Is UCLA's Itzhak Fried, MD, PhD a modern-day Obi-Wan Kenobi?
Itzhak Fried, MD, PhD, professor of neurosurgery, UCLA, is a modern-day Obi-Wan Kenobi. “How so?” you ask? Because Fried’s research is allowing everyday people, not just Jedi knights, to use “the force” to manipulate complex visual images on computer screens using only their minds.
The new research, funded in part by the National Institutes of Health, found that participants whose brains were connected to a computer that displayed two merged images were able to force that computer to display just one image, while discarding the other, using signals that were transmitted from each person’s brain to the computer from merely a handful of brain cells.
“The subjects were able to use their thoughts to override the images they saw on the computer screen,” said Fried, the study’s lead author.
The study further advances the field of brain-computer interfaces (BCIs), which hold promise for aiding people who are paralyzed in communicating or controlling prosthetic limbs. The current study uses BCI technology mostly for understanding how information is processes in the brain, particularly how the collective activity of single brain cells shape thoughts and decisions.
“This is a novel and elegant use of a brain-computer interface to explore how the brain directs attention and makes choices,” said Debra Babcock, MD, PhD, program director, National Institute of Neurological Disorders and Stroke.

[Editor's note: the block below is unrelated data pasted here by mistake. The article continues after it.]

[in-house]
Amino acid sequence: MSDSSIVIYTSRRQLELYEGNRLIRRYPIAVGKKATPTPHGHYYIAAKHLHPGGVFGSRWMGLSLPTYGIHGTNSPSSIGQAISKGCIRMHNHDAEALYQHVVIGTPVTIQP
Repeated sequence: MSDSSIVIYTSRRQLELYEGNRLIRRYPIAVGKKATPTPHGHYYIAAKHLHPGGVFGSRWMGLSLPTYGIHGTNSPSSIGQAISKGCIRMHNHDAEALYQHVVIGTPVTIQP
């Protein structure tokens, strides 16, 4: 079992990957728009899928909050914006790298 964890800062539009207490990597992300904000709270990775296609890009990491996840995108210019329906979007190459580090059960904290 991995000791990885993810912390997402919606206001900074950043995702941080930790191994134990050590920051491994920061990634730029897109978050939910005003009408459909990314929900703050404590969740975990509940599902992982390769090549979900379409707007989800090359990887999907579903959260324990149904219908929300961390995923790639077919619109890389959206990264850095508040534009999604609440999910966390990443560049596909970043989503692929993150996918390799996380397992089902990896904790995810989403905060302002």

For the study, the medial temporal lobes in the brains of 12 individuals with epilepsy were implanted with fine wires to record seizure activity. While recordings were transmitted to a computer, subjects view two superimposed picture of familiar objects, places, animals, or people on a computer screen. Each of the 12 participants was asked to choose one image and focus their thoughts on it until the other image faded away and the chosen image was fully visible, with the computer monitor updated every one-tenth of a second based on the brain recordings.
Out of 900 total attempts, the group of patients as a whole was able to force the monitor to display a chosen image in 70% of cases, with participants tending to learn the task quickly and often seeing successful results on the first attempt.
The activity of just four cells in the temporal lobe was used to obtain the brain recordings that manipulated the computer images. With previous studies showing that individual cells in the temporal lobe respond preferentially to specific images, Dr. Fried’s team identified four cells with preferences for celebrities or familiar objects and then targeted them with the recording electrodes. The researchers found that when study participants tried to make the chosen image fully appear and the other fade away, the success of doing so seemed to depend on the person’s ability to “power up” cells that preferred the target image and suppress cells that preferred the other image.
“The remarkable aspects of this study are that we can concentrate our attention to make a choice by modulating so few brain cells and that we can learn to control those cells very quickly,” said Babcock.
Is Fried’s research team on the way to creating a team of Jedi knights out of patients who are paralyzed or have lost a limb and can use “the force” to control things with their minds? What steps can be taken to bring this research to the next level, so that people could do more than simply manipulate images? How could your patients benefit from such technology?